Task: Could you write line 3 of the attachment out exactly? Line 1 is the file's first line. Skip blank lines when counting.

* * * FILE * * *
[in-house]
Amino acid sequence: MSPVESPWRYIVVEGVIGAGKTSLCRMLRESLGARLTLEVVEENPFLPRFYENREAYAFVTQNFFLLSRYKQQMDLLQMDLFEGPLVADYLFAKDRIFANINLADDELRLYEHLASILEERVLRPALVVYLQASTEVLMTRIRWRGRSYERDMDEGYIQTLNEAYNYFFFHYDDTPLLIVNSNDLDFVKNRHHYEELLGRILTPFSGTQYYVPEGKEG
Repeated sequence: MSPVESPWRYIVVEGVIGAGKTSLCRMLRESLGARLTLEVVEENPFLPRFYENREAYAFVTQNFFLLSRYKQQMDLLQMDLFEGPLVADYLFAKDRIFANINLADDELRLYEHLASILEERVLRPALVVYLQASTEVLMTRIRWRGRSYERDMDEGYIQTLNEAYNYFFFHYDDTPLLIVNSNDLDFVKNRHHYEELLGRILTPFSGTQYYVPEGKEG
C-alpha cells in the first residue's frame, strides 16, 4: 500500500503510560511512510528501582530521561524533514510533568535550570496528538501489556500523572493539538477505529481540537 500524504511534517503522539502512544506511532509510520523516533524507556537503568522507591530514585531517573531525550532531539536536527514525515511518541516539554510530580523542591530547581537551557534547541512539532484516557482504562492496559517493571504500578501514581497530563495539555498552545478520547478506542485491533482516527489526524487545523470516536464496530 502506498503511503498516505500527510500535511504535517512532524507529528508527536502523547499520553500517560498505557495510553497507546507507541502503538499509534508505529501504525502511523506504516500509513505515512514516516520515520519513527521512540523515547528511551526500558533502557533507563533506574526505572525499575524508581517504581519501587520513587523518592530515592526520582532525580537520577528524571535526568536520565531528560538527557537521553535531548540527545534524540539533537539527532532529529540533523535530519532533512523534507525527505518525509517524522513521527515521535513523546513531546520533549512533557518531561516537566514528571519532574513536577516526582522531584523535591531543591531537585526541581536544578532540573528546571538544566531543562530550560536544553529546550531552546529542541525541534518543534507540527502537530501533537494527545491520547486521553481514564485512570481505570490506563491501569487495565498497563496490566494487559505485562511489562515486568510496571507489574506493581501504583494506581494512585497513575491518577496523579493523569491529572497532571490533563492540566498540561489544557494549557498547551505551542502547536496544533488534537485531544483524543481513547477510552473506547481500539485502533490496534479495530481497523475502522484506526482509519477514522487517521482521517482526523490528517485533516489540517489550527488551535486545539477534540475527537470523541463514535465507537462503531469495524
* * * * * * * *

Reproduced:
Repeated sequence: MSPVESPWRYIVVEGVIGAGKTSLCRMLRESLGARLTLEVVEENPFLPRFYENREAYAFVTQNFFLLSRYKQQMDLLQMDLFEGPLVADYLFAKDRIFANINLADDELRLYEHLASILEERVLRPALVVYLQASTEVLMTRIRWRGRSYERDMDEGYIQTLNEAYNYFFFHYDDTPLLIVNSNDLDFVKNRHHYEELLGRILTPFSGTQYYVPEGKEG